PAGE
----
By Rebecca Markert
FFRF’s Legal Department has been busy ensuring the wall of separation between state and church is high despite all the obstacles thrown our way in 2020. The pandemic changed how and where we work, but it hasn’t changed what we do. Last year, as our homes became our offices, we still continued to advocate for your rights and work to keep our government free from religion through litigation, persuasive letters to government agencies asking them to resolve violations, and education on the importance of state/church separation.
There were some staffing changes in 2020. Our legal team bid farewell to our legal fellow, Dante Harootunian, whose fellowship ended in August.
We welcomed a new legal fellow, Joseph McDonald, who recently graduated from the University of Wisconsin with a dual degree: a Juris Doctorate and a Master’s in Public Health. Our team welcomed a new intake legal assistant, Stephanie Dyer, who is also a recent graduate from the University of Wisconsin. Both Joseph and Stephanie were onboarded remotely and have adapted to our “work from home” office environment well.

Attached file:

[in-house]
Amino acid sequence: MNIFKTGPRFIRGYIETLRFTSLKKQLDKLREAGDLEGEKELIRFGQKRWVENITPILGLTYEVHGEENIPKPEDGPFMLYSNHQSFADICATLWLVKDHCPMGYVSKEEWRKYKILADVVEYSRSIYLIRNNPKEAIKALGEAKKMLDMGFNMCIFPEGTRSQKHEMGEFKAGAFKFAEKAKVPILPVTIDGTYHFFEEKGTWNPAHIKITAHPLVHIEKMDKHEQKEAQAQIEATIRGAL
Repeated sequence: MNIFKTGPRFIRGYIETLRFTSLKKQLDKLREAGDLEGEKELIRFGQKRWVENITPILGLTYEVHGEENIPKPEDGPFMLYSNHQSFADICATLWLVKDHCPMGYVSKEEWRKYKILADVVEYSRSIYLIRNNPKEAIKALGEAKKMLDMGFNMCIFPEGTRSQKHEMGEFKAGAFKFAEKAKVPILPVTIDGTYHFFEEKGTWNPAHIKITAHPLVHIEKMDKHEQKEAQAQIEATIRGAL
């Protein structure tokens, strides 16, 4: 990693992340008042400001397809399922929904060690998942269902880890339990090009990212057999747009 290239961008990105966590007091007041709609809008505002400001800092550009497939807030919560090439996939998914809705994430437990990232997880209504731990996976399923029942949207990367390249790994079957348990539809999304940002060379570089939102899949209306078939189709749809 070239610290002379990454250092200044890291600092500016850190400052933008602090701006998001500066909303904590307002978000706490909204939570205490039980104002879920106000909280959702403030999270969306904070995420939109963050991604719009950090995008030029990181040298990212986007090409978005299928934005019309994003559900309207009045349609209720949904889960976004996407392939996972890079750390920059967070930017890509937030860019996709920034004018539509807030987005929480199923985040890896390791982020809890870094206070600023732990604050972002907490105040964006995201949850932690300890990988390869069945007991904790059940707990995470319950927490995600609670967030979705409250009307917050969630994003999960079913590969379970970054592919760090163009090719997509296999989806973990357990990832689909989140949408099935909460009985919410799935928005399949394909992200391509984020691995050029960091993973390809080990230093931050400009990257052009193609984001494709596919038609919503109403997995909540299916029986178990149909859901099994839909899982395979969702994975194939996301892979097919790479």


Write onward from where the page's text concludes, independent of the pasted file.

• In 2020, FFRF secured two court victories and finalized a victory in another case. FFRF, together with Humanistas Seculares de Puerto Rico (HUSE) filed a lawsuit against Puerto Rico’s education secretary and the principal at Luis M. Santiago School challenging an hour-long Christian prayer practice led by teachers at the school every other Monday that students were required to attend. Because of her secular humanist beliefs, our plaintiff mother had been keeping her children home during the school-led prayers. The children were threatened with tardy marks for arriving late to class in order to avoid the prayers. At a mediation session in March, the defendants agreed to permanently prohibit teacher-led prayers at the school and to remove any tardy marks from the students who avoided school during the prayers. And importantly, the secretary of education agreed to circulate a memo on nondiscrimination to Department of Education employees and to conduct a training for all employees at the school on avoiding religious endorsement.